Ben Aris in Berlin -
In the latest sign of the Kremlin's increasing confidence that Russia is on the path to sustained growth, the government has announced a series of reforms to the tax system in the last two weeks.
The first thing President Vladimir Putin did on taking power - even before bashing the oligarchs into line - was to introduce a radical tax reform that saw personal income taxes cut to a flat 13% rate and a reduction in key corporate taxes. And for the last few years, the Finance Ministry has promised faithfully that it wouldn't hike income taxes; despite swelling tax receipts, experts believe only one in four Russians pay any tax at all.
However, after six years of strong economic growth the government clearly thinks that such drastic incentives are no longer needed and it is preparing to introduce more sophisticated progressive taxes, shifting the emphasis from stimulating growth to broadening the tax base to collect more revenue.
Mining for tax revenue
Last week, the government floated the idea of re-introducing progressive income taxes that would tax the growing middle class a bit more heavily and hit the rich harder in the pocket.
And this week, Finance Minister Alexei Kudrin said VAT could be cut from 18% to 15% if mining taxes are increased. The move, it is argued, would stimulate more economic diversification.
The suggestion is a more radical extension of the existing tax policies. The government has been loading taxes onto the natural resources sector - especially oil - to finance tax cuts in the rest of the economy. This movement has been a major contributing factor to Russia's strong economic growth over the last six years.
However, cutting VAT is especially noteworthy, as this tax accounts for a third of the government revenues by itself and is by far the most important tax in the taxman's arsenal. However, since the government has been running budget surpluses of more than 7% a year, it obviously feels it can afford to lighten the load a little to boost growth further.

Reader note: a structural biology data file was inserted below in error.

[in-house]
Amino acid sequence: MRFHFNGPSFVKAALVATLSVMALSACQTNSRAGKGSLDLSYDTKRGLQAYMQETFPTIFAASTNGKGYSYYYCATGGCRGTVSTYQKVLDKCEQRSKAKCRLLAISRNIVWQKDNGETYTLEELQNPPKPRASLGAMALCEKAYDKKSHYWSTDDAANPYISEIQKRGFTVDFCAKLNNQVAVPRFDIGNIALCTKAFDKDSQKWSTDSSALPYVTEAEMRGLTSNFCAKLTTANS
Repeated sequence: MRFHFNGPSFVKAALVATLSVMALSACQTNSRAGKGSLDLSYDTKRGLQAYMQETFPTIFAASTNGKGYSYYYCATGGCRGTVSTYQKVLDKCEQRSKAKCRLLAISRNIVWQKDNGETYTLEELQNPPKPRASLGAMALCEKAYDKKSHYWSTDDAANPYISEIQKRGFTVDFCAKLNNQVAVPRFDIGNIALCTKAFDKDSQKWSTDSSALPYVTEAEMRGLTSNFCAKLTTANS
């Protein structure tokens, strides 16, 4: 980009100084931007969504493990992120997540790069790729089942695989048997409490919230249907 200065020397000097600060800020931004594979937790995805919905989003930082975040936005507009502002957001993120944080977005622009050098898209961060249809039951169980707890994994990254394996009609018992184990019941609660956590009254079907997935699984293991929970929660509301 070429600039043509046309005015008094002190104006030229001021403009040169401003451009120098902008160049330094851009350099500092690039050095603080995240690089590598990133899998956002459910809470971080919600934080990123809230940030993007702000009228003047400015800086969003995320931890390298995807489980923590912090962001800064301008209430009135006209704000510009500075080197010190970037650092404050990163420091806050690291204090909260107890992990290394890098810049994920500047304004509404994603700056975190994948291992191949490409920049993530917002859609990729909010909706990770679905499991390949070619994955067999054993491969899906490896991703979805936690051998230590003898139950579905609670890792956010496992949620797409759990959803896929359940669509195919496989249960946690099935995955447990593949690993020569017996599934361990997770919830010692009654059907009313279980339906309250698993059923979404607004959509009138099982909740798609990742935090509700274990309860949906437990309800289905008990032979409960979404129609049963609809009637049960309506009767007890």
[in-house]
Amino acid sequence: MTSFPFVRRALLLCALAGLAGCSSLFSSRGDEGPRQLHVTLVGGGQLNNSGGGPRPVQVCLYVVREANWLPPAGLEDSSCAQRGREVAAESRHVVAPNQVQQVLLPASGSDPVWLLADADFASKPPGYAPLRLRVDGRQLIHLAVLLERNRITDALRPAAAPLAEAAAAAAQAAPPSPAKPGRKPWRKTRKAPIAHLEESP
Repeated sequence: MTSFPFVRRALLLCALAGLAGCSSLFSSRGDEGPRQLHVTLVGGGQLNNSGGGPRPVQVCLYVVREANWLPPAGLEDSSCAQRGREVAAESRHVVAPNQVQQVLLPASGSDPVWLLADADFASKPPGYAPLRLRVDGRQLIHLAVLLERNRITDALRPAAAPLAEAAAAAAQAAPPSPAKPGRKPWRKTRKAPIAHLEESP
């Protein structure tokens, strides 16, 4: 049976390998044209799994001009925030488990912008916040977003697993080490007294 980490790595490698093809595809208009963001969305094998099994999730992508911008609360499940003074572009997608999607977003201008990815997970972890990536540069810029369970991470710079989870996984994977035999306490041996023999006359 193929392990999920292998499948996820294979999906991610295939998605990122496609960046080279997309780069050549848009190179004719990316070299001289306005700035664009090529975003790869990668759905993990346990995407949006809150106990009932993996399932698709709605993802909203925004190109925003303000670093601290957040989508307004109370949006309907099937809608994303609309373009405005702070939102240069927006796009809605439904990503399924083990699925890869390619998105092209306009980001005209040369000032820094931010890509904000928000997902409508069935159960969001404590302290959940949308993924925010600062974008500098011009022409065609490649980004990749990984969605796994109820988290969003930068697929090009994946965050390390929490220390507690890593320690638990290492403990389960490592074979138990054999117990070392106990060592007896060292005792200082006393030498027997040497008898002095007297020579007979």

The debate now is over exactly how far to cut VAT and when to introduce the change, as the decision to cut in principle appears to have already been made. Kudrin wants to cut the rate to 15% in 2009; Prime Minister Mikhail Fradkov wants to go further and cut the rate to 13%. The business lobby has already forced one tax cut on Kudrin earlier than he wanted in 2003.
Running in parallel with this debate is another on whether to abandon VAT altogether and replace it with a sales tax, which is being championed by Arkady Dvorkovich, head of Putin's economic advisory unit. At this point it seems as if the VAT lobby has the upper hand.
Reducing VAT to 15% would chop RUB357bn ($13bn) off government revenues. The mining tax currently contributes RUB1.1 trillion to revenues. The Finance Ministry proposes to increase tax this year by 30% to bring in an additional RUB400bn a year.
Send comments to Ben Aris
Jason Corcoran in Moscow - Russian banks are disappearing at the fastest rate ever as the country's deepening recession makes it easier for the central bank to expose money laundering, dodgy lending ... more
bne IntelliNews - The Kremlin supported by national sports authorities has brushed aside "groundless" allegations of a mass doping scam involving Russian athletes after the World Anti-Doping Agency ... more
Jason Corcoran in Moscow - Revelations and mysticism may have been the stock-in-trade of Nikolai Tsvetkov’s management style, but ultimately they didn’t help him to hold on to his ... more